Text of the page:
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http://dx.doi.org/10.1016/j.scitotenv.2021.147044DOI Listing
August 2021

Biocompatibility and Antibiofilm Properties of Calcium Silicate-Based Cements: An In Vitro Evaluation and Report of Two Clinical Cases.

Biology (Basel) 2021 May 26;10(6). Epub 2021 May 26.

Department of Oral and Maxillofacial Science, Sapienza University of Rome, Via Caserta 6, 00161 Rome, Italy.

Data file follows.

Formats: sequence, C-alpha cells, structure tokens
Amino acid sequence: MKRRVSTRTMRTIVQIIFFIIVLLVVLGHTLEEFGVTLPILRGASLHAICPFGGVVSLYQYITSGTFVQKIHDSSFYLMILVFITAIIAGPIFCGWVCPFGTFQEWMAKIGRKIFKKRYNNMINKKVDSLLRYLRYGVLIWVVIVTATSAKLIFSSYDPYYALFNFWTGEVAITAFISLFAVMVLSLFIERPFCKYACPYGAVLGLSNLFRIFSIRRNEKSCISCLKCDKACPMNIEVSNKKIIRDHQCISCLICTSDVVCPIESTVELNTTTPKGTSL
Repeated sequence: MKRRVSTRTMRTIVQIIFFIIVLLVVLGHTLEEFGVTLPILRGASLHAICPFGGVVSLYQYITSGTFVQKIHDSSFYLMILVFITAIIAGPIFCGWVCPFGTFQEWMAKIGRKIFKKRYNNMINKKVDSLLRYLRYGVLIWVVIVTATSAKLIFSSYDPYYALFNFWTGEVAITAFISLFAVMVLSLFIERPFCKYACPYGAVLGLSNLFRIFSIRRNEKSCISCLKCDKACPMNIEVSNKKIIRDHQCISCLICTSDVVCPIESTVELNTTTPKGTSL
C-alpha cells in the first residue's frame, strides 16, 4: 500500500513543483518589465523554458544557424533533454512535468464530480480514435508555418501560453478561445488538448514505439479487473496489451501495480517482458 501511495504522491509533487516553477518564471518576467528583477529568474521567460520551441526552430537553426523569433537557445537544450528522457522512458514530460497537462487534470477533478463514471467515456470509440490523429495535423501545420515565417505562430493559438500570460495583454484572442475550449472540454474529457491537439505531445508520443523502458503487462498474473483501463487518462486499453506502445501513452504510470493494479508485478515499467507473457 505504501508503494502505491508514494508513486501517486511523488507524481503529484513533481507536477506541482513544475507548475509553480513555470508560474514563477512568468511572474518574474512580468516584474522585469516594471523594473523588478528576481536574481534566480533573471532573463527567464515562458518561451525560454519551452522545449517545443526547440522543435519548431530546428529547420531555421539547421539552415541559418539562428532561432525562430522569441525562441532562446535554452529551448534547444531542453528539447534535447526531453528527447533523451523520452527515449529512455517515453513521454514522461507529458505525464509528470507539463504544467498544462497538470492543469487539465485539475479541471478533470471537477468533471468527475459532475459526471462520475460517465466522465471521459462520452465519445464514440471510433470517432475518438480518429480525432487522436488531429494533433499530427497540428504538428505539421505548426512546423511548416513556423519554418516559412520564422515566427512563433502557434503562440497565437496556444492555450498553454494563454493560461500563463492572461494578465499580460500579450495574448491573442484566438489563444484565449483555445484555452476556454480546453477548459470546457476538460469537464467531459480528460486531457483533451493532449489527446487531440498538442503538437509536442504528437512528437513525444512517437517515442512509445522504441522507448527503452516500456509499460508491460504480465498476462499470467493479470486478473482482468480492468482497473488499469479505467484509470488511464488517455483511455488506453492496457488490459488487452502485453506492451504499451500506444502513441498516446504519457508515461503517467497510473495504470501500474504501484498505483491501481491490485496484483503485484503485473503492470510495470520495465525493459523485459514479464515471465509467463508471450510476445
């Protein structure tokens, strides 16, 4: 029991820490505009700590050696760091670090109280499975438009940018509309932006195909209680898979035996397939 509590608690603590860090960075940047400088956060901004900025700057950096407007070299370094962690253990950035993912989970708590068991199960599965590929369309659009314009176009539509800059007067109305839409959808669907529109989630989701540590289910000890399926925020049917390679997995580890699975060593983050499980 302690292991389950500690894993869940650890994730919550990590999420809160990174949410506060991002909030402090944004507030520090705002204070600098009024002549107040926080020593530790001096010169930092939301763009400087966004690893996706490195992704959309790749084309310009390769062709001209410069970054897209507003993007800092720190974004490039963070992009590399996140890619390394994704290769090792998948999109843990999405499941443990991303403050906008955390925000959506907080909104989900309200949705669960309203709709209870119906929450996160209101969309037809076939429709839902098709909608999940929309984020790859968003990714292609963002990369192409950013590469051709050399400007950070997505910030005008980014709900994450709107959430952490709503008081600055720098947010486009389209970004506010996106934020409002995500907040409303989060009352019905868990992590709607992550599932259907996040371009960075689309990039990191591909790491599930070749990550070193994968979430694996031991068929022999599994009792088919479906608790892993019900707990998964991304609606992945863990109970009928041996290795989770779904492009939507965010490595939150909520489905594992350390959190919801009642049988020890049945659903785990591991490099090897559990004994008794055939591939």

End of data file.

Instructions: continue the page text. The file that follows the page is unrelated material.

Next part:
Calcium silicate-based cements have reached excellent levels of performance in endodontics, providing predictable and successful results. To better assess the properties of these bioactive materials, the present study aimed to compare the biocompatibility and antibiofilm properties of ProRoot MTA and Biodentine. Human osteogenic sarcoma (Saos-2) cells were cultured on ProRoot MTA and Biodentine samples or in the presence of both cement extracts. Cell viability assay, measurement of reactive oxygen species (ROS), immunofluorescence analysis, as well as morphological evaluations were conducted. Moreover, was used to assess the biofilm forming ability on ProRoot MTA and Biodentine disks. Finally, both cements were applied in vivo to treat immature permanent teeth affected by reversible pulpitis. Results: Cell viability assay demonstrated that Saos-2 cells had a dose- and time-dependent cytotoxicity to both analyzed cements, although cells exposed to ProRoot MTA showed a better cell vitality than those exposed to Biodentine ( < 0.001). Both cements demonstrated ROS production while this was greater in the case of Biodentine than ProRoot MTA ( < 0.001). Immunofluorescence images of the cytoskeleton and focal adhesions showed no differences in Saos-2 cells grown in the presence of ProRoot MTA eluate; whereas in the Biodentine groups, cells showed a morphology and focal adhesions more similar to that of the control sample, as the eluate concentration decreased. Morphological analysis revealed that Saos-2 cells were more flattened and exhibited better spreading when attached to ProRoot MTA disks than to Biodentine ones. The antibiofilm properties showed a time-dependent powerful inhibition of superficial colonization and an antibiofilm effect of both cements. Clinically, complete root formation of the treated elements was achieved using the two studied cements, showing stable results over time. ProRoot MTA and Biodentine was demonstrated to be biocompatible and to possess antibiofilm properties. Their clinical application in vital pulp therapy provided successful outcomes after 2 years of follow-up.